[2] This was a new, a frontier society. The blueprint was already well-defined. It was a society of incorporated cities and boroughs, which is a prime reason why the liveried companies of London were the chosen means of delivery:

This use of urbanity for colonial purposes was not the mere product of over-ripe imaginations. Rather it was borne of experience and practice. Just as corporations were a crucial dynamic in the plantation of Ulster after 1610, so they had figured prominently in the wide-ranging social and economic reforms initiated in England since the 1540s. The origins of these reforms were many, complex and varied. However, in terms of sanction by central government, the driving force — including urban incorporation — was [Sir Thomas] Smith, [William] Cecil and other members of their sprawling Cambridge mafia who dominated the higher echelons of royal power for much of the Edwardian and Elizabeth eras. More to the point, one of the outcomes by the turn of the seventeenth century was a discernible ‘corporate system’ by which cities and boroughs — or ‘little commonwealths’, as contemporaries described them – had filled the topography of provincial England.

[Source: Ó Ciardha & Ó Siochrú (eds): The plantation of Ulster, Ideology and practice, page 69]

Consequently a main requirement imposed on the planters was the establishment of boroughs: 25 corporate towns (though by 1613 only 14 had been established — and only 16 were to happen) across the plantation. Derry was to have 200 houses, and room for 300 more; Coleraine to have 100 and room for 200 more (that came down to a quibble over what constituted a “house”) [see Ó Ciardha & Ó Siochrú, pages 84-85].

[3] The success (and failure) of the plantation was this focus on ‘urbanity’. Derry and Coleraine (the third largest borough was Strabane) may have been puny in global terms; but they were all that the planted territory could boast. Not that they didn’t do well enough:

… although they didn’t become the thriving metropoloi envisaged by the propaganda of 1609-10, they did enjoy a significant mercantile presence. Merchants from Scotland, Chester and London were soon frequenting the two ports, while as early as 1614-15 a merchant fleet of seven ships accounted for 18.5% of Londonderry’s exports. London derry boasted urban amenities not available elsewhere. Its street were paved: it had a town hall costing between £500 and £1,000; its school was founded by the London merchant Matthew Springham, its master receiving a salary of 20 marks per annum through the London Society; its cathedral church of St Columba, the first purposely built Protestant cathedral in the three kingdoms, costing at least £3,800 opened in 1633 with a capacity of 1,000 people. True, Londonderry lacked other key features found in Englishtowns: there was still no bridge; a recommendation that a bridewell should be built was resisted; and there were no almshouses: indeed there was little sign of any charitable activity at all. A key variable in determining the relative success of Londonderry and Coleraine was the fact that the landlord was directly involved in building whereas elsewhere in the plantation urban development was promoted through the granting of building leases. Urban settlements elsewhere were terribly under-capitalised.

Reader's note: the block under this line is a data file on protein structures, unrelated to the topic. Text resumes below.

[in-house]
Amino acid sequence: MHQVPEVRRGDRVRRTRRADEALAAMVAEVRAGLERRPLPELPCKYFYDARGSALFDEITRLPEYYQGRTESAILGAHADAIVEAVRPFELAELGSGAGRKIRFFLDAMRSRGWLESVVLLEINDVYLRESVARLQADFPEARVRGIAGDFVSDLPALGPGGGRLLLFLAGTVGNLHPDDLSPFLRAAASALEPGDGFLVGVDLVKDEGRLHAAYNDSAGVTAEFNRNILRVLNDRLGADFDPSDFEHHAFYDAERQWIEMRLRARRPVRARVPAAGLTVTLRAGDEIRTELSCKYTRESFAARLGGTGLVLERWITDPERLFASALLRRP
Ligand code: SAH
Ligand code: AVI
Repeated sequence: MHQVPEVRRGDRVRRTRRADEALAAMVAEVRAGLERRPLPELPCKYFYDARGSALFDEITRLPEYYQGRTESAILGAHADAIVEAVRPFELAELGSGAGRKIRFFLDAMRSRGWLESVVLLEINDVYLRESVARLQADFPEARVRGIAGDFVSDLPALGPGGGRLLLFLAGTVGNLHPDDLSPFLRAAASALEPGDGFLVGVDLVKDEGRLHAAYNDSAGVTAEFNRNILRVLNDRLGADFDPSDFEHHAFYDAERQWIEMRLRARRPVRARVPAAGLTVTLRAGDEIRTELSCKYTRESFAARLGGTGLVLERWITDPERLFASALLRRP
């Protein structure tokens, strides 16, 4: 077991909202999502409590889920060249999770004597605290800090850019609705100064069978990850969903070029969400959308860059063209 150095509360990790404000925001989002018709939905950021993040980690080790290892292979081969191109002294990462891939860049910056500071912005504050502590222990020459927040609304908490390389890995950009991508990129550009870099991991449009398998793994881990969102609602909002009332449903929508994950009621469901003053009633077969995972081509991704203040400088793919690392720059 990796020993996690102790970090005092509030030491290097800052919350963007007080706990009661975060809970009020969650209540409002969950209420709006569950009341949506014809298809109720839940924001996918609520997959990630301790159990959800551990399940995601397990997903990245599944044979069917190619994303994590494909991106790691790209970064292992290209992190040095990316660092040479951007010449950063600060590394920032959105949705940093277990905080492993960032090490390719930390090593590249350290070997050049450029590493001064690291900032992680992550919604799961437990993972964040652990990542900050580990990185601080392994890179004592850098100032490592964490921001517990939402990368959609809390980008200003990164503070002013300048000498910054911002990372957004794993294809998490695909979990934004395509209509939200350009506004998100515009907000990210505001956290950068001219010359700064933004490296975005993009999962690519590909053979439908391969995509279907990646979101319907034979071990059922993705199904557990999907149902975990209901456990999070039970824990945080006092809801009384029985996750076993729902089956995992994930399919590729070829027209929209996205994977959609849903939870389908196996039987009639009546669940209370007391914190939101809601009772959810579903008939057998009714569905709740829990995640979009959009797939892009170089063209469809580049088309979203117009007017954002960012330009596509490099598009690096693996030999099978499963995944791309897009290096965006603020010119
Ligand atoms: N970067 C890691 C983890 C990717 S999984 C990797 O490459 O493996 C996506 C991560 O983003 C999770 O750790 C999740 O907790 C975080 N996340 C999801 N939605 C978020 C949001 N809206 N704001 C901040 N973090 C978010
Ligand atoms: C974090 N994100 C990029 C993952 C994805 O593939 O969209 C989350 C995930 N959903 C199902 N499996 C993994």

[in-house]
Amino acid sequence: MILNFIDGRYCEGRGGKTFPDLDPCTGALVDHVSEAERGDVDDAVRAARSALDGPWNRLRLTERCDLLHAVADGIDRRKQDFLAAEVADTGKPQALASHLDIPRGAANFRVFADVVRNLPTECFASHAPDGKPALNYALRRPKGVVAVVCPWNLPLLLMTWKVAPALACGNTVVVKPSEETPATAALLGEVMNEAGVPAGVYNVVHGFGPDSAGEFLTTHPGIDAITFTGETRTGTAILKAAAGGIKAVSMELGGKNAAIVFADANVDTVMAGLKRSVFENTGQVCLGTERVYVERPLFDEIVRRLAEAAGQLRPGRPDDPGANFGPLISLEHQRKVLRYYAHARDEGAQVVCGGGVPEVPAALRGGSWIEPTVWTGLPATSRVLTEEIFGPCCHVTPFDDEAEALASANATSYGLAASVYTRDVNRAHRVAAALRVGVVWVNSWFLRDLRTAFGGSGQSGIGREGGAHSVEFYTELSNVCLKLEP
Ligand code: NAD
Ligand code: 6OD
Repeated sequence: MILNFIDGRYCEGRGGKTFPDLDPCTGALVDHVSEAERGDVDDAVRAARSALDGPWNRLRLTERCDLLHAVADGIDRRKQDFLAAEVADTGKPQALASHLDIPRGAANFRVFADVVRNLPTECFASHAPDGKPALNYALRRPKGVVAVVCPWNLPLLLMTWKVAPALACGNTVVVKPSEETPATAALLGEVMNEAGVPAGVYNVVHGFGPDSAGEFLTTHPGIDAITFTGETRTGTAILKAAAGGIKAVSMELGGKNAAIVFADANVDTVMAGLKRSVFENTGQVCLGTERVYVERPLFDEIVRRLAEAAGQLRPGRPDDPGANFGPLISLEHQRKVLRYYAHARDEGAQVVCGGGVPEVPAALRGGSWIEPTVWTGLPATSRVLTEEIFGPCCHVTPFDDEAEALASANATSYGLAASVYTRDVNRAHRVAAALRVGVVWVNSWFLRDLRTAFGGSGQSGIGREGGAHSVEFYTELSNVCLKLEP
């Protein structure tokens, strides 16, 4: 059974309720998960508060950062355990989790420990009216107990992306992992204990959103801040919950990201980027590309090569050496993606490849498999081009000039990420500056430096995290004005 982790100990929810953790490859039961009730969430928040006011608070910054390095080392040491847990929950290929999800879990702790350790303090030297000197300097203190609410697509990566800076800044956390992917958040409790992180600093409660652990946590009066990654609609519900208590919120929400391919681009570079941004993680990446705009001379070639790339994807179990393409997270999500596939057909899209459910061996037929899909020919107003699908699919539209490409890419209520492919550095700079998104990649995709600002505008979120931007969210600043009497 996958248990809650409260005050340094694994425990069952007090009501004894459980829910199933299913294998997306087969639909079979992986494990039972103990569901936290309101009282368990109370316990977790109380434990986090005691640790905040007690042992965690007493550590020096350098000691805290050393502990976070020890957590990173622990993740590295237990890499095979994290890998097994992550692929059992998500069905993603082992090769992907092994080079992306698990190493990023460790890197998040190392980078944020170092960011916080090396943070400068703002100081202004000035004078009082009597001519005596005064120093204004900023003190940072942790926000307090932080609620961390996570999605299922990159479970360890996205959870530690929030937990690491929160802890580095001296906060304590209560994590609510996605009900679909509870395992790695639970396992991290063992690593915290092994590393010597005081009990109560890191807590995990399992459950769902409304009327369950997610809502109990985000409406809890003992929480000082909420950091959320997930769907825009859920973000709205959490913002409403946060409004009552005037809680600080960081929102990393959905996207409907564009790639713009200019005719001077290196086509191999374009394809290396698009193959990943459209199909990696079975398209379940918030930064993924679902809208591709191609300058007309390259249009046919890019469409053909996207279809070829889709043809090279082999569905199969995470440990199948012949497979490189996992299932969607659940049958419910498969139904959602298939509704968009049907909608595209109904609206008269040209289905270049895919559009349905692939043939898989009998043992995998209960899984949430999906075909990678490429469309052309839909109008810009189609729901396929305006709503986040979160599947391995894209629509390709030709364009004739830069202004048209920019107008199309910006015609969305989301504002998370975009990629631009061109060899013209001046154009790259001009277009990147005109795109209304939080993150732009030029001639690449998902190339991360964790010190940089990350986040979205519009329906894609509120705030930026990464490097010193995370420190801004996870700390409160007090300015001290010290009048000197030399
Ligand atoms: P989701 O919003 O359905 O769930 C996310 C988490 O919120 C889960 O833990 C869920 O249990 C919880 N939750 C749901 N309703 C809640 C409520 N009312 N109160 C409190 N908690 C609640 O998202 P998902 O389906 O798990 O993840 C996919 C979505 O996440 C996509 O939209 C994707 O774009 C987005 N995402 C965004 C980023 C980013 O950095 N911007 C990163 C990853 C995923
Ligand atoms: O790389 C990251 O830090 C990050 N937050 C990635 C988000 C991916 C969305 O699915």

[Source: Ó Ciardha & Ó Siochrú (eds): The plantation of Ulster, Ideology and practice, page 85]

In passing, I suffer a slight cringe over the attempt there to apply anachronistic and economic-history evaluations: “18.5%”, “a capacity of 1,000 people”, “key variable”, “under-capitalised”.

One could — in a more romantic spirit — extrapolate into group psychology. This is the earliest seventeen-century. The minds involved are still accustomed to think of social advance in terms of acquiring lands, rather than anything ‘entrepreneurial’ or ‘proto-capitalist’. Just as in Virginia and the Carolinas, a century later, that kind of social position is going to be found, carving out estates in the countryside.

[4] These interlopers efficiently established themselves, and built networks — those daughters seem to have been seeded very effectively to generate a nexus of power and possession.

Note, though, as far as Beresford genealogy goes, that it is a “west” Ulster concentration: Derry, Donegal, Cavan and Galway. There is not, as yet, a social top-tier: distinctions and titles beyond mere baronet or knight are not yet present. That will come a generation or two still further on.

We can look to a precise contemporary, the glove-maker’s son from Stratford, for the definition of the “new men”. He puts the words into the mouth of Brutus, the old republican patrician, somewhat scornful of the arriviste Caesar — but they could easily apply to himself, his generation, and the aspiring and arriving Ulster ascendancy:

But ’tis a common proof,
That lowliness is young ambition’s ladder,
Whereto the climber-upward turns his face;
But when he once attains the upmost round.
He then unto the ladder turns his back,
Looks in the clouds, scorning the base degrees
By which he did ascend.

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Filed under Chaucer, History, Ireland, Literature, Northern Ireland, politics, Shakespeare, social class

Northern snobbery

From Redfellow Cott to the magnificent Beningborough Hall is half-a-dozen miles, three hundred years of history, and an infinite number of social classes.

BeningboroughAbout 1716, and a fine place to be on a Bank Holiday.

So having wandered the grounds (my Fitbit scored 2.53 miles), observed the munching Aberdeen Anguses (Mac spell-check tried to edit the “g”, thus nearly managing a wrong’un there), and educated the grandsons in the nature of a ha-ha, we were into the accommodation.

What it isn’t, strictly, is a “stately home”. In one of those we might expect the family’s second-best crockery laid out on banqueting tables to impress the yobs. Beningborough has been cleaned out repeatedly, and the furnishings — though adequate — are more about filling space than flaunting hereditary opulence.